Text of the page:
What It's Like Dancing Between Palestine and New York City
One of the only paid contemporary dance companies in Palestine, Yaa Samar! Dance Theatre faces logistical challenges that most American companies could never imagine. Nearly 30 to 40 percent of YSDT programming is cancelled—sometimes on performance days—due to artist visa denials, local violence, or because the company is participating in solidarity strikes with their communities.
But when the show does go on, it is all worth it. "The dancers have a space where they can focus, perform an act of solidarity…it is a safe haven for them," says associate artistic director Zoe Rabinowitz.
Choreographer Samar Haddad King founded Yaa Samar! Dance Theatre in New York in 2005, after studying in the Ailey/Fordham BFA program. Born in Alabama to a Palestinian mother, she relocated to Palestine in 2010 due to her husband's denied American visa request.
"I never would have guessed that my life would lead me back to my mother's home," says King. Her company now operates between Palestine and New York City. While the move seemed like an obstacle, new opportunities have presented themselves in unexpected ways. In 2011, she created bound via Skype rehearsals with her New York dancers, delving into the experience of separation and featuring a projected Skype conversation between long-distance lovers.
Despite the overseas challenges, King has found a way to operate YSDT in a fluid, multinational, multilingual way (she speaks both English and Arabic). Building her company in a new country required King hire new YSDT dancers in Palestine. Meanwhile, associate artistic director Rabinowitz remains dedicated to the company in New York City. Together the pair has grown YSDT into an international touring presence, with dancers traveling from both locations to perform together.
non/static aesthetics. Photo by Antoine Repesse via ysdt.org
King has immersed herself in the Palestinian dance community, developing ballet curriculum for Sareyyet Ramallah—an organization dedicated to cultural growth in Palestinian communities—and she is now one of the premier ballet teachers in the country. Formal dance training in Palestine is minimal, and many of the dancers she works with are self-taught street dancers who learn hip-hop from YouTube. "We see a lot of talent and desire—dance is everywhere here—but training is very limited for young people," explains Rabinowitz.
In 2015, King and two YSDT artists created a site-specific work, non/static aesthetics, in collaboration with 16 young Palestinian women from both sides of the Israeli West Bank wall. The piece was presented in non-traditional spaces throughout Palestine to discover beauty within ruins. This summer, YSDT launches its first summer intensive program in Nazareth.
YSDT's newest piece, directed by King and Amir Nizar Zuabi, Against a Hard Surface premiered during the Ramallah Contemporary Dance Festival and internationally during the Theater der Welt festival in Hamburg. Featuring a giant onstage wall that dancers climb up, ram into or throw their bodies against, the piece is a powerful statement.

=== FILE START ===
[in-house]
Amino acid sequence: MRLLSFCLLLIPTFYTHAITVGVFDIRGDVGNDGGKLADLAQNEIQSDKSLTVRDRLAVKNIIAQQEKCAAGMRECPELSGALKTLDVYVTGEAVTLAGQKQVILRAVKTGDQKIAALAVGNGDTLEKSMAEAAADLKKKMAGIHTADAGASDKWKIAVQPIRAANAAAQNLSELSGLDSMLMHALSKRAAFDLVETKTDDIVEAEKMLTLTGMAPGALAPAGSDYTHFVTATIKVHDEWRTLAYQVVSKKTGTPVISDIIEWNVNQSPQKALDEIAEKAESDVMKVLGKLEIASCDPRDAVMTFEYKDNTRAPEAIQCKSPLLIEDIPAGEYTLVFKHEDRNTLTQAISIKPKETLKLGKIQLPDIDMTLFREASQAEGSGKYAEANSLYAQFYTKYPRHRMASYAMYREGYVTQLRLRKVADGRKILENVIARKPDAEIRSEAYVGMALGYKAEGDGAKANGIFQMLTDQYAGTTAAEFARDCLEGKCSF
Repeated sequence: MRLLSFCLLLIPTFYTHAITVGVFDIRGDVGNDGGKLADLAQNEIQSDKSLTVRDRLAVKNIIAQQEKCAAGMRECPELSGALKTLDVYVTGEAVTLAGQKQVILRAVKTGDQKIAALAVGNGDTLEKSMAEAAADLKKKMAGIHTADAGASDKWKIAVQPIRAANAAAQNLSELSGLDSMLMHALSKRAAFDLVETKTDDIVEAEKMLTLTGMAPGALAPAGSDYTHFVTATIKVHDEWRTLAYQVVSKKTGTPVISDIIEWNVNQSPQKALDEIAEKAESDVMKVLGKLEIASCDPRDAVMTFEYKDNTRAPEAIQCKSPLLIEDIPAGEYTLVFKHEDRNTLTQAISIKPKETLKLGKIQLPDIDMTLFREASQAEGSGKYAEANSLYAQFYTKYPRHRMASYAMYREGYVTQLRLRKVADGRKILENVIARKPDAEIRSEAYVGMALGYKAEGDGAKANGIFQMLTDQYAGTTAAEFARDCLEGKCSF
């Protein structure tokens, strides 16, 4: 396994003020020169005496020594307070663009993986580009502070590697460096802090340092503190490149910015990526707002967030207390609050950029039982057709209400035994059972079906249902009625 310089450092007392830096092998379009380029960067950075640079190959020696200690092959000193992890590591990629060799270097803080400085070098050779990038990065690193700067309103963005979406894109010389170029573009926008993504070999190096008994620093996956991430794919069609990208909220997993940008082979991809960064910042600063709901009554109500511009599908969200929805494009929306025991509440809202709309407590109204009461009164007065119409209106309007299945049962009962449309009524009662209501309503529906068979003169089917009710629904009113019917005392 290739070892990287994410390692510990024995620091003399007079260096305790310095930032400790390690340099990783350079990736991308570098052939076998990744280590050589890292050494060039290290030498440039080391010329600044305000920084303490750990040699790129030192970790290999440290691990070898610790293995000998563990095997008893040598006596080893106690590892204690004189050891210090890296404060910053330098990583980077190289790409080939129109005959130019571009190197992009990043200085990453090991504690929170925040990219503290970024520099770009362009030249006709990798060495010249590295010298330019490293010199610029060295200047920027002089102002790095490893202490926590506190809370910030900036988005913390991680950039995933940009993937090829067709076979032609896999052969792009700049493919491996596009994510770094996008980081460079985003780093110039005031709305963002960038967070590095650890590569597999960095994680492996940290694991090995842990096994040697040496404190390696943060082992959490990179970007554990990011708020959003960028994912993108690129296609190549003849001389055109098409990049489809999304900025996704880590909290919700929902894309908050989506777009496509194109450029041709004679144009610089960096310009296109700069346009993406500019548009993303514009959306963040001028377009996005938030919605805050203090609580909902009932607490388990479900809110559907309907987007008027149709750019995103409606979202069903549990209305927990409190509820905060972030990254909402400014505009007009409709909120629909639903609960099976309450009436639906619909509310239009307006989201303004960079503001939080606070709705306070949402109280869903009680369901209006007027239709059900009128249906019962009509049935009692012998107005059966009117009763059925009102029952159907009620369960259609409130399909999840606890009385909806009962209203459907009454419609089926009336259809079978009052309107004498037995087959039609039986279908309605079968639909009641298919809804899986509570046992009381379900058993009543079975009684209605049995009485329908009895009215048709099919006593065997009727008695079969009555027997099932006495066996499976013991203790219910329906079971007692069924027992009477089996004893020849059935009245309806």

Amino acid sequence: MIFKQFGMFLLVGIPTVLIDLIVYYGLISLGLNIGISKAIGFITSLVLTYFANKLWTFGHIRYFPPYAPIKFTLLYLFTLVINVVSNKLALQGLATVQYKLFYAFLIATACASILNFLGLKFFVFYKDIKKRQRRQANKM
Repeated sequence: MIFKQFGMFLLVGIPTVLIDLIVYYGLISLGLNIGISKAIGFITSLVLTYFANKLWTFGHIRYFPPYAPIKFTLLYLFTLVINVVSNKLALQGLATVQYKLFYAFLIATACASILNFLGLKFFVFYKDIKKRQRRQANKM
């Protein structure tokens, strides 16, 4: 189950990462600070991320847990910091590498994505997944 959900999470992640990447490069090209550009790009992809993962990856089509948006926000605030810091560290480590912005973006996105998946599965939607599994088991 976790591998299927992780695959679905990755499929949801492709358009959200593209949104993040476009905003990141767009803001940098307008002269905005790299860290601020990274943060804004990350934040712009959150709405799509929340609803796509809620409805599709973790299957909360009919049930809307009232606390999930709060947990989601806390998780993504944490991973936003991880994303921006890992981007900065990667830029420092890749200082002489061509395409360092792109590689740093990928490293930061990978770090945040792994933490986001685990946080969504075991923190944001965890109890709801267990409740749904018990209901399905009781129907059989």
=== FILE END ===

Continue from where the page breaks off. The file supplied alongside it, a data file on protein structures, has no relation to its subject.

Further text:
But King's aim is to tell universal stories, to spark dialogue and provide an experience. "Conflict and fragmentation are present everywhere; what interests me is finding ways to mobilize and connect individuals and artists through creative projects," says King. "There should always be movement."
Jennifer Kahn knew the theater industry could do better. As a professional stage manager for 17 years she worked on regional, off-Broadway and Broadway shows. Nearly each time a show closed, something unsettling happened: "I would watch them throw away our shows. All of the beautiful artwork by my friends in the paint shop would go in the trash." The elaborate backdrops? Gone.
But she had an idea: What if the material used in the backdrops and legs could be upcycled into something new? And what if theater lovers could literally keep a piece of a beloved show?
"The show must go on" may be a platitude we use to get through everything from costume malfunctions to stormy moods. But when it came to overcoming a literal hurricane, Houston Ballet was buoyed by this mantra to go from devastated to dancing in a matter of weeks—with the help of Harlequin Floors, Houston Ballet's longstanding partner who sprang into action to build new floors in record time.
For decades the name Alicia Alonso has been virtually synonymous with Ballet Nacional de Cuba, the company she co-founded in Havana in 1948. Alonso died on October 17, just shy of what would have been her 99th birthday. In recent years, she had stepped back from day-to-day decision-making in the company. As if preparing for the future, in January, the company's leading ballerina, 42-year-old Viengsay Valdés, was named deputy director, a job that seems to encompass most of the responsibilities of a traditional director. Now, presumably, she will step into her new role as director of the company. Her debut as curator of the repertory comes in November, when the troupe will perform three mixed bills selected by her at the Gran Teatro de la Habana Alicia Alonso. The following has been translated from a conversation conducted in Spanish, Valdés' native tongue.
New York City Ballet principal Sara Mearns wasn't sure she was strong enough. A ballerina who has danced many demanding full-length and contemporary roles, she was about to push herself physically more than she thought was possible.
"I said, 'I can't. My body won't,' " she says. "He told me, 'Yes, it will.' "
She wasn't working with a ballet coach, but with personal trainer Joel Prouty, who was asking her to do squats with a heavier barbell than she'd ever used.